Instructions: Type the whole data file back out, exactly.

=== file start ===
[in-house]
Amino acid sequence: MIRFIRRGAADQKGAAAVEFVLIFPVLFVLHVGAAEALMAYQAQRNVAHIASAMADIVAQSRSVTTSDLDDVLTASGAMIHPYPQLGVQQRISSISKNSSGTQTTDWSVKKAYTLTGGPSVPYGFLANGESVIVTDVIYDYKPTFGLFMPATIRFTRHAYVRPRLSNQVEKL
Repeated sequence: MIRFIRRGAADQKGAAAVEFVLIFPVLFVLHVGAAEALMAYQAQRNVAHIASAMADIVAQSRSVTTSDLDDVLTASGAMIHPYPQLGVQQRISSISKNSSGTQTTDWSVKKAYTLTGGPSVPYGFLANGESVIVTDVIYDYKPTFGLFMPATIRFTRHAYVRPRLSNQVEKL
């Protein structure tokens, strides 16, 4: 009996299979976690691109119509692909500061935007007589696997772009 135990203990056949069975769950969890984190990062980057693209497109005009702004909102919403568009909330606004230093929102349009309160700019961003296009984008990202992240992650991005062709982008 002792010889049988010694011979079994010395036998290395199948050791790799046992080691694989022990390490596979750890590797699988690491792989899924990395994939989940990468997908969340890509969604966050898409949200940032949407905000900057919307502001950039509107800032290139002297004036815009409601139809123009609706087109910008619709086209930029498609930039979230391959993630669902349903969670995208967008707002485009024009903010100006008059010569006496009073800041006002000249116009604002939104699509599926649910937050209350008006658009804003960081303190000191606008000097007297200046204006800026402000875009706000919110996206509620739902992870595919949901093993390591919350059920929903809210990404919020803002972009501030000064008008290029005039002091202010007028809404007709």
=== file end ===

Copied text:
[in-house]
Amino acid sequence: MIRFIRRGAADQKGAAAVEFVLIFPVLFVLHVGAAEALMAYQAQRNVAHIASAMADIVAQSRSVTTSDLDDVLTASGAMIHPYPQLGVQQRISSISKNSSGTQTTDWSVKKAYTLTGGPSVPYGFLANGESVIVTDVIYDYKPTFGLFMPATIRFTRHAYVRPRLSNQVEKL
Repeated sequence: MIRFIRRGAADQKGAAAVEFVLIFPVLFVLHVGAAEALMAYQAQRNVAHIASAMADIVAQSRSVTTSDLDDVLTASGAMIHPYPQLGVQQRISSISKNSSGTQTTDWSVKKAYTLTGGPSVPYGFLANGESVIVTDVIYDYKPTFGLFMPATIRFTRHAYVRPRLSNQVEKL
């Protein structure tokens, strides 16, 4: 009996299979976690691109119509692909500061935007007589696997772009 135990203990056949069975769950969890984190990062980057693209497109005009702004909102919403568009909330606004230093929102349009309160700019961003296009984008990202992240992650991005062709982008 002792010889049988010694011979079994010395036998290395199948050791790799046992080691694989022990390490596979750890590797699988690491792989899924990395994939989940990468997908969340890509969604966050898409949200940032949407905000900057919307502001950039509107800032290139002297004036815009409601139809123009609706087109910008619709086209930029498609930039979230391959993630669902349903969670995208967008707002485009024009903010100006008059010569006496009073800041006002000249116009604002939104699509599926649910937050209350008006658009804003960081303190000191606008000097007297200046204006800026402000875009706000919110996206509620739902992870595919949901093993390591919350059920929903809210990404919020803002972009501030000064008008290029005039002091202010007028809404007709």